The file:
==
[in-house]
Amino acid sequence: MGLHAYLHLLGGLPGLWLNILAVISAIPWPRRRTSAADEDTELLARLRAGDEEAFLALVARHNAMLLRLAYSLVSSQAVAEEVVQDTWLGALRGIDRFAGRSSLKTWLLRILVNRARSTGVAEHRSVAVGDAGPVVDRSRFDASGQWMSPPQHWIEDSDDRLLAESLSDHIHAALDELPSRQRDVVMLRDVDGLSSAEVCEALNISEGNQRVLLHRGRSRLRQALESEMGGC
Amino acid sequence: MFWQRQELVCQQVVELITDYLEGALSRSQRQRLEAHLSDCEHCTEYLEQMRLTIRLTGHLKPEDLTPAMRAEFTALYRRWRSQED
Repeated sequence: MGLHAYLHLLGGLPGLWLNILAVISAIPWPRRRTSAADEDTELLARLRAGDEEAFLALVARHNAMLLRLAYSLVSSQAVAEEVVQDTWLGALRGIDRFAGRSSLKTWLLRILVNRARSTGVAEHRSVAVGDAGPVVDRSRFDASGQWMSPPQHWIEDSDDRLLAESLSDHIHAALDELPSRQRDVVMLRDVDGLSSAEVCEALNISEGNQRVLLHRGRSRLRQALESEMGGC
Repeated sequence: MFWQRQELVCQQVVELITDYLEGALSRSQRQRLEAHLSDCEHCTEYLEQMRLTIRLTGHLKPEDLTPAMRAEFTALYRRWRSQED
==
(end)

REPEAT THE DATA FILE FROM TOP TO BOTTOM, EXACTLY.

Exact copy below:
[in-house]
Amino acid sequence: MGLHAYLHLLGGLPGLWLNILAVISAIPWPRRRTSAADEDTELLARLRAGDEEAFLALVARHNAMLLRLAYSLVSSQAVAEEVVQDTWLGALRGIDRFAGRSSLKTWLLRILVNRARSTGVAEHRSVAVGDAGPVVDRSRFDASGQWMSPPQHWIEDSDDRLLAESLSDHIHAALDELPSRQRDVVMLRDVDGLSSAEVCEALNISEGNQRVLLHRGRSRLRQALESEMGGC
Amino acid sequence: MFWQRQELVCQQVVELITDYLEGALSRSQRQRLEAHLSDCEHCTEYLEQMRLTIRLTGHLKPEDLTPAMRAEFTALYRRWRSQED
Repeated sequence: MGLHAYLHLLGGLPGLWLNILAVISAIPWPRRRTSAADEDTELLARLRAGDEEAFLALVARHNAMLLRLAYSLVSSQAVAEEVVQDTWLGALRGIDRFAGRSSLKTWLLRILVNRARSTGVAEHRSVAVGDAGPVVDRSRFDASGQWMSPPQHWIEDSDDRLLAESLSDHIHAALDELPSRQRDVVMLRDVDGLSSAEVCEALNISEGNQRVLLHRGRSRLRQALESEMGGC
Repeated sequence: MFWQRQELVCQQVVELITDYLEGALSRSQRQRLEAHLSDCEHCTEYLEQMRLTIRLTGHLKPEDLTPAMRAEFTALYRRWRSQED